Tag Archive | "Africa"

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Zenawi Out on His Own in Africa

Posted on 17 December 2009 by editor

Meles Zenawi. Credit: Servaas van den Bosch

Meles Zenawi. Credit: Servaas van den Bosch

By Servaas van den Bosch

COPENHAGEN (IPS/TERRA VIVA) – An announcement by Ethiopia and France yesterday caused consternation among the African countries. Is someone trying to break their ranks to get the continent to sign on to a poor deal, they are asking themselves?

Ethiopian Prime Minister Meles Zenawi is not a happy man. His head slumped in his hands, the triumphs of Ethiopian agriculture, presented at a side event of the COP, seem to escape him completely. Continue Reading

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“We Need a Strong Voice for Africa”

Posted on 17 December 2009 by editor

Mithika Mwenda. Credit: Nasseem Ackburally/IPS

Mithika Mwenda. Credit: Nasseem Ackburally/IPS

Nasseem Ackburally

COPENHAGEN (IPS/TerraViva) – Ethiopian president Meles Zenawi was chosen by African leaders to champion a united African position.

But Zenawi has provoked outrage from campaigners by issuing a joint statement with French president Nicholas Sarkozy that falls well short of the Africa Group’s demands for emissions cuts or long-term financial commitments to support mitigation, adaptation and other  measures in the developing world. Continue Reading

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Chávez y Morales disparan al Norte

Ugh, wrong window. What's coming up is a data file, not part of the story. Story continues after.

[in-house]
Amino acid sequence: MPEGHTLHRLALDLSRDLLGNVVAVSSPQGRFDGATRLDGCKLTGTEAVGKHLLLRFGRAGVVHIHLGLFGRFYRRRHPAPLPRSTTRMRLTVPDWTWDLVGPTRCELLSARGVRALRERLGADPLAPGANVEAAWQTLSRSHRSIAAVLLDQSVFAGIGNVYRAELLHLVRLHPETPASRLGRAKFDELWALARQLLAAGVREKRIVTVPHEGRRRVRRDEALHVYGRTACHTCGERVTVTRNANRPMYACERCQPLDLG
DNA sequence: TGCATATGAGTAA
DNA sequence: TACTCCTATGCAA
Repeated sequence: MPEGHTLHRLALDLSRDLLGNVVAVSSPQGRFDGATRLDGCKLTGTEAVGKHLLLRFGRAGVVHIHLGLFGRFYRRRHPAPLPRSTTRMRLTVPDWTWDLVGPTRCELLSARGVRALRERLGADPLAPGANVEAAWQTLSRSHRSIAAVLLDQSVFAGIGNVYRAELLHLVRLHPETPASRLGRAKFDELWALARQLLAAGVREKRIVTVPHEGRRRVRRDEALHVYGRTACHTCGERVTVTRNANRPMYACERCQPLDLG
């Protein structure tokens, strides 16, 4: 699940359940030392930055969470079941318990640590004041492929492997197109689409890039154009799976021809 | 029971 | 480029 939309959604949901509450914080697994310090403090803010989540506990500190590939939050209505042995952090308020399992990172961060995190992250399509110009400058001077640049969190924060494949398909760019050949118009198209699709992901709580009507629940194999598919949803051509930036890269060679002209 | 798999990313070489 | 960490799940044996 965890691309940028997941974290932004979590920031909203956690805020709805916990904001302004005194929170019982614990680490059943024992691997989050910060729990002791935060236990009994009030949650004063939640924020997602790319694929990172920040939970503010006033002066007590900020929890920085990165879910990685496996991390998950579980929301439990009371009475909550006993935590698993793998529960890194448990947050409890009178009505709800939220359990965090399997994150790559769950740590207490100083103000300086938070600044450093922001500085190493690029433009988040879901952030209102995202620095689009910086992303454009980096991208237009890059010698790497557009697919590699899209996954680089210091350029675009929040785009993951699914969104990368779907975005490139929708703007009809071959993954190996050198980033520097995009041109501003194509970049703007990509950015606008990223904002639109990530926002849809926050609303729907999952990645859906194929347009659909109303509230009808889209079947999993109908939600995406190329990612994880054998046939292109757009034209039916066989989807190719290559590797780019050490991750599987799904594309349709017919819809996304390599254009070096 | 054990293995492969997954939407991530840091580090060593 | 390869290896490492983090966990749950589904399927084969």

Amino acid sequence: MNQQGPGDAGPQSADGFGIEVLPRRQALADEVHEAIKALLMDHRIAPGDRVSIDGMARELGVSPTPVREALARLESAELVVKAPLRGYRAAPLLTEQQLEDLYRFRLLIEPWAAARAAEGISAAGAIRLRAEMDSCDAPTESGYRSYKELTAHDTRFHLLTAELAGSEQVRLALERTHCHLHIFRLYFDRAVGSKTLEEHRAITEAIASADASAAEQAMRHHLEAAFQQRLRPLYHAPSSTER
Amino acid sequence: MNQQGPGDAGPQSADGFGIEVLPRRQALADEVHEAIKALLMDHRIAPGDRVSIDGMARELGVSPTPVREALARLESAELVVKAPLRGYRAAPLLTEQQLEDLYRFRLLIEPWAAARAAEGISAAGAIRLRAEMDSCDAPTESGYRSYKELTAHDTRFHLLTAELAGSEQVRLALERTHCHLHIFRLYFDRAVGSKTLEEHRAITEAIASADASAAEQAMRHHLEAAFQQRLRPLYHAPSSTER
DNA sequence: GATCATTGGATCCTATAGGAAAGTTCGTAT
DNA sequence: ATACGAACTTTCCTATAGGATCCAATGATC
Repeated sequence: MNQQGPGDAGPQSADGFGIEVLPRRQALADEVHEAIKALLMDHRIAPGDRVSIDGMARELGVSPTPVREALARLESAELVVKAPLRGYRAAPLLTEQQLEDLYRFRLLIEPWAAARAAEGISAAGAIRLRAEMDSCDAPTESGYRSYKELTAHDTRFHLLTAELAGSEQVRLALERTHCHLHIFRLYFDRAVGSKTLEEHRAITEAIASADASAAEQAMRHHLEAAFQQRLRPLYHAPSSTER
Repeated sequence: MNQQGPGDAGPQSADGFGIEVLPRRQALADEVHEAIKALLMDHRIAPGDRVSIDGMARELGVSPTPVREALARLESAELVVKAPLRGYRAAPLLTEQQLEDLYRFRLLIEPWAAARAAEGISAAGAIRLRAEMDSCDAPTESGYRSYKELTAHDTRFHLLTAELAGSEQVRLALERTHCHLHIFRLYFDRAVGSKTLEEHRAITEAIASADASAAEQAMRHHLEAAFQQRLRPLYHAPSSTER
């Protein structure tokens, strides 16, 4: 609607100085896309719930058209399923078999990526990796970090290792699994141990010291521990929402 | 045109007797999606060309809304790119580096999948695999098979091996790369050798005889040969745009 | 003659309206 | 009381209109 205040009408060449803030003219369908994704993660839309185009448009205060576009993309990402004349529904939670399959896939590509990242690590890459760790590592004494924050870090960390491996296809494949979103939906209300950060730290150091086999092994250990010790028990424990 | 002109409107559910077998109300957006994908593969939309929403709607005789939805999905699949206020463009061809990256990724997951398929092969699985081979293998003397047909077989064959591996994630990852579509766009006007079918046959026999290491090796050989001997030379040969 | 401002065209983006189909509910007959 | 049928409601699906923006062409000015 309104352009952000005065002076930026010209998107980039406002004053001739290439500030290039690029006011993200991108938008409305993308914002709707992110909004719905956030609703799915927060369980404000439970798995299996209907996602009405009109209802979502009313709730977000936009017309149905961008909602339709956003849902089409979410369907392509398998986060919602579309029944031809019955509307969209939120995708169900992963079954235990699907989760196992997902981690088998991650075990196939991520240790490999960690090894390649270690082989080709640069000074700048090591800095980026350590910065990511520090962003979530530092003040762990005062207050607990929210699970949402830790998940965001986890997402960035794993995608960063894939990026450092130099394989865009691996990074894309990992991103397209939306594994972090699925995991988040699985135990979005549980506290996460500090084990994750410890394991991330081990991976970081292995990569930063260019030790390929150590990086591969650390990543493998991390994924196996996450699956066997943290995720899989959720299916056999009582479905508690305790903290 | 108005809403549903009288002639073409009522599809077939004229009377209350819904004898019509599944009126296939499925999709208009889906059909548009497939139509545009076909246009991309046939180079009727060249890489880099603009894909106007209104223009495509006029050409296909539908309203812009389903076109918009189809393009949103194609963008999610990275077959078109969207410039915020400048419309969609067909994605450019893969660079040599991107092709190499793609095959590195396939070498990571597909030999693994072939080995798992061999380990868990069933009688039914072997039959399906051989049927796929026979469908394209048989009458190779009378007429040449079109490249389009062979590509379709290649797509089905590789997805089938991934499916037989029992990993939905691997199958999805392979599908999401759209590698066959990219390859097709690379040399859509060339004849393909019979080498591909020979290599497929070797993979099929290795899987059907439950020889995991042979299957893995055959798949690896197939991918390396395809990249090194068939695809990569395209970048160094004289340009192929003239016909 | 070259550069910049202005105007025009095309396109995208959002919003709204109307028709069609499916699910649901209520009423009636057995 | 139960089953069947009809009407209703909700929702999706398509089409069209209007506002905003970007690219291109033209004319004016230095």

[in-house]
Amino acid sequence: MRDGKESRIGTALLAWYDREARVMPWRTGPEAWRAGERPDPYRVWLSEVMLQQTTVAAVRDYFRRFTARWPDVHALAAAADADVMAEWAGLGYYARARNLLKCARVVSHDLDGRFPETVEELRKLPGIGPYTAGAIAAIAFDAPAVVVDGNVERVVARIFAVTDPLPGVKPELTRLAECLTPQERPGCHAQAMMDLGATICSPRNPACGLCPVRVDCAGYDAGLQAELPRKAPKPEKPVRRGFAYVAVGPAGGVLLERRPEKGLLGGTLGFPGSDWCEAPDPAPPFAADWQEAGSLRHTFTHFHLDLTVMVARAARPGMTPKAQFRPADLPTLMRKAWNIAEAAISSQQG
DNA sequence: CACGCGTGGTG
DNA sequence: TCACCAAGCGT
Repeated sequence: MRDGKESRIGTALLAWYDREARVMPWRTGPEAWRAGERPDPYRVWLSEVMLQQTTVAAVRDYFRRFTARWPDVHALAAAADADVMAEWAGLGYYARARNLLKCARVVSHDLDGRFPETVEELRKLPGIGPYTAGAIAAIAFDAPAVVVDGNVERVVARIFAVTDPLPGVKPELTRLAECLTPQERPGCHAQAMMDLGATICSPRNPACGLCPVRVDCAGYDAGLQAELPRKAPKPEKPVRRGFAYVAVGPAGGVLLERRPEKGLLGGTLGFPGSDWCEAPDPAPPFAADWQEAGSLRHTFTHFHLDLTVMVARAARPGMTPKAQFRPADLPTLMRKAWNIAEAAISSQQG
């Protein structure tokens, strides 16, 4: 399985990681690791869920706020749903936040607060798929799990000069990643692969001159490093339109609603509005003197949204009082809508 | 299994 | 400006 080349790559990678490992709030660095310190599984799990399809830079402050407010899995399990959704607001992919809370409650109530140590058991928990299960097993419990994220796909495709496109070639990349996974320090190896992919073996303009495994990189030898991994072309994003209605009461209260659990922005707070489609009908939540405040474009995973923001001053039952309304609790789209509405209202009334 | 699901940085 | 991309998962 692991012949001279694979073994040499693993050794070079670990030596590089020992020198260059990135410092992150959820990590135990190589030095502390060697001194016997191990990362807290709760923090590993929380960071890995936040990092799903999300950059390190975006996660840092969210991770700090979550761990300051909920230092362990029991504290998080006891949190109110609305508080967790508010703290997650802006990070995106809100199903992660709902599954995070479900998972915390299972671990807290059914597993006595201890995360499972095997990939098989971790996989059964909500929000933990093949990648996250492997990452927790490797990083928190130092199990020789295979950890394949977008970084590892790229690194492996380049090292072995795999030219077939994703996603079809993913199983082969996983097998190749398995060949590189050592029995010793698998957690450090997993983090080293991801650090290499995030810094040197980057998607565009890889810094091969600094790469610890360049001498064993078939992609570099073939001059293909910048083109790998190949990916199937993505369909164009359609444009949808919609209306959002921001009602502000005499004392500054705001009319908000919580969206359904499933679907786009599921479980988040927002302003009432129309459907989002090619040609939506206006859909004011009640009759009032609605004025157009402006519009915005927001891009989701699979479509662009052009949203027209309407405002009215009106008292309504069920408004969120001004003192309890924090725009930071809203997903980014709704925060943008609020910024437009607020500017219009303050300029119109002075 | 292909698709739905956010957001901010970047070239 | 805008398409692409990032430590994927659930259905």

Posted on 16 December 2009 by editor

El gremialista francés José Bové y el presidente de Bolivia, Evo Morales. Crédito: Raúl Pierri/IPS

El gremialista francés José Bové y el presidente de Bolivia, Evo Morales. Crédito: Raúl Pierri/IPS

Por Raúl Pierri

COPENHAGUE (IPS/TerraViva) Los presidentes Evo Morales, de Bolivia, y Hugo Chávez, de Venezuela, dirigieron el miércoles duras palabras a los gobiernos de países ricos, acusándolos de arrastrar al fracaso a la COP-15 por su “egoísmo” y su defensa de la “cultura de la muerte”.

“El objetivo científicamente sustentable de reducir la emisión de gases contaminantes y lograr un convenio de cooperación a largo plazo, a todas luces, hoy a esta hora, parece haber fracasado”, afirmó el mandatario venezolano ante el plenario de la COP-15 (15 Conferencia de las Partes de la Convención Marco de las Naciones Unidas sobre el Cambio Climático). Continue Reading

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“Our Grandchildren Will Ask Us What We Did”

Posted on 07 December 2009 by editor

 

 

Local Government Climate Lounge. Credit: Servaas van den Bosch.

Local Government Climate Lounge. Credit: Servaas van den Bosch.

By Servaas van den Bosch

 

COPENHAGEN (IPS/TerraViva) – Global warming will hit Africa hardest at the local level, yet municipalities are grossly overlooked by the decision-makers in Copenhagen. In response Local Governments for Sustainability (ICLEI) launched a continent-wide declaration on climate change.

“Our grandchildren will ask us what granny did to prepare us for the effects of climate change,” counselor Agnes Ntlhangula reminded an audience of African local government officials. “Global warming will affect Africa in the worst way, because our people use natural resources. Yes, the developed countries should carry us forwards, but we must also take action ourselves.”

The African Local Government Declaration on Climate Change outlines a set of demands and recommendations from local governments in over twenty African countries. Representatives of Ghana, Ivory Coast, Kenya, Namibia, Nigeria, Senegal, South Africa, Tanzania and Uganda were present at the launch.

“The most immediate goal at this conference is to lobby for inclusion of local governments in the negotiating text,” said ICLEI Africa director Kobie Brand.

To do this, ICLEI has brought over 1100 local counselors, mayors and other representatives to the Danish capital. It’s the second largest delegation at the COP, and many of them are African.